JM#117 – DJ Sin

Making his return to the Jæger mix this week, is DJ sin with a new selection bass-heavy synth tunes to suck our teeth into. The last time he was here he played our backyard and kept it eclectic and bright for the summer season, but on this occasion we’ve set him up in our subterranean liar wand he responded with some deep, soulful cuts with his usual eccentric flair.

Always travelling between the far flung corners of the world, Sinisa Spasojevic (Dj Sin), collects music from his travels and the places he plays like a museum archivist. He preserves and admires them, and often presents them to new audiences in the context of his mixes. When he’s not in the booth, he can be found on the dance floor, often at Jæger breakdancing to the skipping beats of others.

He’s an invested music enthusiasts and his mixes show it. He carts around vinyl, and allows each track the space and to touch each listener personally. On this edition of the Jæger mix he stretches from the deep bosom of electronic music to the firmament. Deep, rolling bass-lines set the foundation for spacey synths reaching up to the hedonistic heights of heaven.

There had been some questions lingering from his last visit that we never had a chance to ask the DJ from Serbia, and we were happy to get a second chance and ask the enigmatic DJ some burning questions on this occasion. 

A photo of Sin taken in 1990.

Hello Sin. Welcome back to the Jæger mix. What do you have in store for us this time and how is it different from your last mix?

Hello! Thank you for having me here again. The fact that we’re doing a mix in the basement (main stage) at Jæger, on this amazing sound system and dj booth, on a Sunday evening, after two days of djing and parting, and snow outside – makes this mix more deep than the previous one. This mix reflects a more clubby and underground side of what I played lately.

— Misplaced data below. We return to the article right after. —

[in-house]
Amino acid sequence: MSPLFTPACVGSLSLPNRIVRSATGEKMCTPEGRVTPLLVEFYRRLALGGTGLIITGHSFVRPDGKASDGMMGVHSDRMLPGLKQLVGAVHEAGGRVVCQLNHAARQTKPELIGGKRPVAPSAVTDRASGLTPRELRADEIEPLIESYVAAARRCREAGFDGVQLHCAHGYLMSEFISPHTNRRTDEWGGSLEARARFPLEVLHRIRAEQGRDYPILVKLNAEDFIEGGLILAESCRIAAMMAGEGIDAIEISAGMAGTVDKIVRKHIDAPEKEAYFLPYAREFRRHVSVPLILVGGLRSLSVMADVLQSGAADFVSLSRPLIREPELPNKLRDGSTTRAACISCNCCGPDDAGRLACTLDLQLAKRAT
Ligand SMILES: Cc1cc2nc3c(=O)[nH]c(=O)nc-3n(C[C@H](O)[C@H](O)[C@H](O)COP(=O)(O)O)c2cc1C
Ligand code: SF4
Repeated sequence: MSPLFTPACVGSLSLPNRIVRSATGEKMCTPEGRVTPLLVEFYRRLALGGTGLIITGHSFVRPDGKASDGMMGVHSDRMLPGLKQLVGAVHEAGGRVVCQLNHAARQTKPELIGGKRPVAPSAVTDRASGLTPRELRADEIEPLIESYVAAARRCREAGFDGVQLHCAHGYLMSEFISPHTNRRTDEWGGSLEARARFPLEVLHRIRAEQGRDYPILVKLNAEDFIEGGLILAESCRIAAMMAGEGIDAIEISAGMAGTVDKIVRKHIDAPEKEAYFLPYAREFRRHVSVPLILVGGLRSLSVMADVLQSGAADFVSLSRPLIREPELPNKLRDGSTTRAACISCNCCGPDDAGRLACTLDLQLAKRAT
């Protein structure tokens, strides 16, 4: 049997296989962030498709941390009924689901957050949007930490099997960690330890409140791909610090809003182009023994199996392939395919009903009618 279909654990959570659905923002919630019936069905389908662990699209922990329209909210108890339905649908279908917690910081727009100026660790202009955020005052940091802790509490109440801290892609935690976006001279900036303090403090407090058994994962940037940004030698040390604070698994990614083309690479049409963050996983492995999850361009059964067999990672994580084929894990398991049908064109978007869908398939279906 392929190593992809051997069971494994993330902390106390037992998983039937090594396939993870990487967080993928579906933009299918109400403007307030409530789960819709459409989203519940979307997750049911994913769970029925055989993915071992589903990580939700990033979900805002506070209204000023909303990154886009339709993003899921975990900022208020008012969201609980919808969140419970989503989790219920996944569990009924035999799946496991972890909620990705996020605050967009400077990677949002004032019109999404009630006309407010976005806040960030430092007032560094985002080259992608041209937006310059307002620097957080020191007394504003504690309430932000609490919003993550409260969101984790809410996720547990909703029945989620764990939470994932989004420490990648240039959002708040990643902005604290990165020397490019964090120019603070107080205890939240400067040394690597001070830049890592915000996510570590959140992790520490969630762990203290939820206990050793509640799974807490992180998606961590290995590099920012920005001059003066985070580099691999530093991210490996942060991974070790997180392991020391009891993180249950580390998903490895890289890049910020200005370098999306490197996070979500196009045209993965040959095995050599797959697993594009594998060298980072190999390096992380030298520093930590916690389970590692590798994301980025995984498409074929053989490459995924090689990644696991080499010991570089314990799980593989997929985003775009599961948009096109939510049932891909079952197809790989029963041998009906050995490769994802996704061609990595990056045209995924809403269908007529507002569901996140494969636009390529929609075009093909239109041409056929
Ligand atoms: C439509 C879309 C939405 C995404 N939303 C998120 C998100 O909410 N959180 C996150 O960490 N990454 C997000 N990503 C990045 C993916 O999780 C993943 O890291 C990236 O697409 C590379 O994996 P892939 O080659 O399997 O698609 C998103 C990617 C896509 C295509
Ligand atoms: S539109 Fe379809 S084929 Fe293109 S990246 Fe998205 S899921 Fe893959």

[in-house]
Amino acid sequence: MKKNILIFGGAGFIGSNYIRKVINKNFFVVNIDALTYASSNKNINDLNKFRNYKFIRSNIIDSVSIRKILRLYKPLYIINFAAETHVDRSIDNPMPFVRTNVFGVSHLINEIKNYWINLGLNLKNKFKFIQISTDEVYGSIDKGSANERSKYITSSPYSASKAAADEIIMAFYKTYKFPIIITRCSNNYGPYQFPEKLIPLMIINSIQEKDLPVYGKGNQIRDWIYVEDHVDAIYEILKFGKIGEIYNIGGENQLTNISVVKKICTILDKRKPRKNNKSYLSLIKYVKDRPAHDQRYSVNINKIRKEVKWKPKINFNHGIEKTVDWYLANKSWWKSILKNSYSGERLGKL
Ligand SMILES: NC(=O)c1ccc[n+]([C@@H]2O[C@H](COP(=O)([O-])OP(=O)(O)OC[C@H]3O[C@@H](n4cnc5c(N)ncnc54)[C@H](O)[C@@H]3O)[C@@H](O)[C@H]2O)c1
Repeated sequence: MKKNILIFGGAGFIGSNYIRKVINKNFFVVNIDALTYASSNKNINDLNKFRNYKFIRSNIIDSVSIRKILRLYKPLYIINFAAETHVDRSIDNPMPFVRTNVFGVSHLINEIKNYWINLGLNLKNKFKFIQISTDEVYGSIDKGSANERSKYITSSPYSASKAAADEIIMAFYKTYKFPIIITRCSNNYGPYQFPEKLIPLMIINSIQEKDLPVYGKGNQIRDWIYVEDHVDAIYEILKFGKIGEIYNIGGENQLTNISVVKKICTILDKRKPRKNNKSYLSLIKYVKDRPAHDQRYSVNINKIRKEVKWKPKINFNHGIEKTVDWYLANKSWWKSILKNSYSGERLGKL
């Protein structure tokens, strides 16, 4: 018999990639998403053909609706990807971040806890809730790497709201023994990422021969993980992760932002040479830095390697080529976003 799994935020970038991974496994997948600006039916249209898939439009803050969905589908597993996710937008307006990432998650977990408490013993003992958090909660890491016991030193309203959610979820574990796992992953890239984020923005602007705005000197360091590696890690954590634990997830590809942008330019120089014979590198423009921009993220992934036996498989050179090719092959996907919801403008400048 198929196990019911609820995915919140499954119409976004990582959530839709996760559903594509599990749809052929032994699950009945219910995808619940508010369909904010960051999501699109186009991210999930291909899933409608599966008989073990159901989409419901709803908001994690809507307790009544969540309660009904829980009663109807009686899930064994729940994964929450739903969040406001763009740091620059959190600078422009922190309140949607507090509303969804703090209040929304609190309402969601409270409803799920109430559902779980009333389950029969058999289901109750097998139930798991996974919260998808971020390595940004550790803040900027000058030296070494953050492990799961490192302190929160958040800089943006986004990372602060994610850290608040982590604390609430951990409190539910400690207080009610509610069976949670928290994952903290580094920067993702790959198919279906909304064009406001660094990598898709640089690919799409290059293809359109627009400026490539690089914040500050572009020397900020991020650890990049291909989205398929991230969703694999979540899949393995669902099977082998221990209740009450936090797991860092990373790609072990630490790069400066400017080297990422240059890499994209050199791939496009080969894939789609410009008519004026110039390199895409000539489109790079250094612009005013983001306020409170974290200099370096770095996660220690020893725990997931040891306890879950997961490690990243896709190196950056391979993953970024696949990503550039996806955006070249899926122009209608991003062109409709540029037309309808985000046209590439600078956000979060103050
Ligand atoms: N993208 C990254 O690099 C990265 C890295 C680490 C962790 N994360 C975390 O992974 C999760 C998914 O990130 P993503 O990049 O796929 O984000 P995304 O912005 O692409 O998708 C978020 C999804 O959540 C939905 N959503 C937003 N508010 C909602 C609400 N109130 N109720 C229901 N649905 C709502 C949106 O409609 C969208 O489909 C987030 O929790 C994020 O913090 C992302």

I spoke to you recently and you were just in the Ukraine, playing Kiev. What’s it like there at the moment for DJs and did you find any new music, DJ’s or clubs we should know about?

It was an interesting experience since I’ve never been on the east side of the European continent. Kiev is a nice and clean city with an interesting mixture of different influences from East and West, past and present, in terms of food, wine, and architecture. What struck me most was a healthy crowd, with a  positive attitude, having fun and dancing to the music so beautifully and naturally – it was almost innocent. Clubs like ‘Closer’, ‘Bezdelniki’, definitely, Mur Mur – rooftop bar, with (not only local heroes) djs Pavel Plastik and Philipp Markovich.

You’re form Belgrade. How did you get into this style of music there, and where and how could get you hear this style of music, growing up?

Well, I grew up in former Yugoslavia which was far more progressive and open to the western influence than other socialist countries, due to its liberal society, political rule and geography. Trends in music, design, film, art and fashion all the way from 60’s to year 1990 were more or less up to date with the Western Europe.

I grew up in the 80’s and had been listening to legendary radio Luxembourg and radio shows from different Yugoslavian radio stations. My aunt had a nice collection of 70’s disco, my elder cousin played British electro pop to me, but I was mostly fascinated by old school hip hop in the early 80’s. While the other friends were going to a dancing school, I stayed home practicing break dance and electric boogie. I started to play synthesisers and drums and while many of my generation was listening to yugoslav pop and rock, I was in to Depeche Mode, Kraftwerk, Prince,Grandmaster Flash, then italo disco, early house. It must be a personal choice. I was a ‘strange one’ probably.

When we spoke to your countrywoman Tijana T on this blog, she mentioned that she would go clubbing while there were bombing raids happening in the city. What are your memories and experiences of that time of war and music?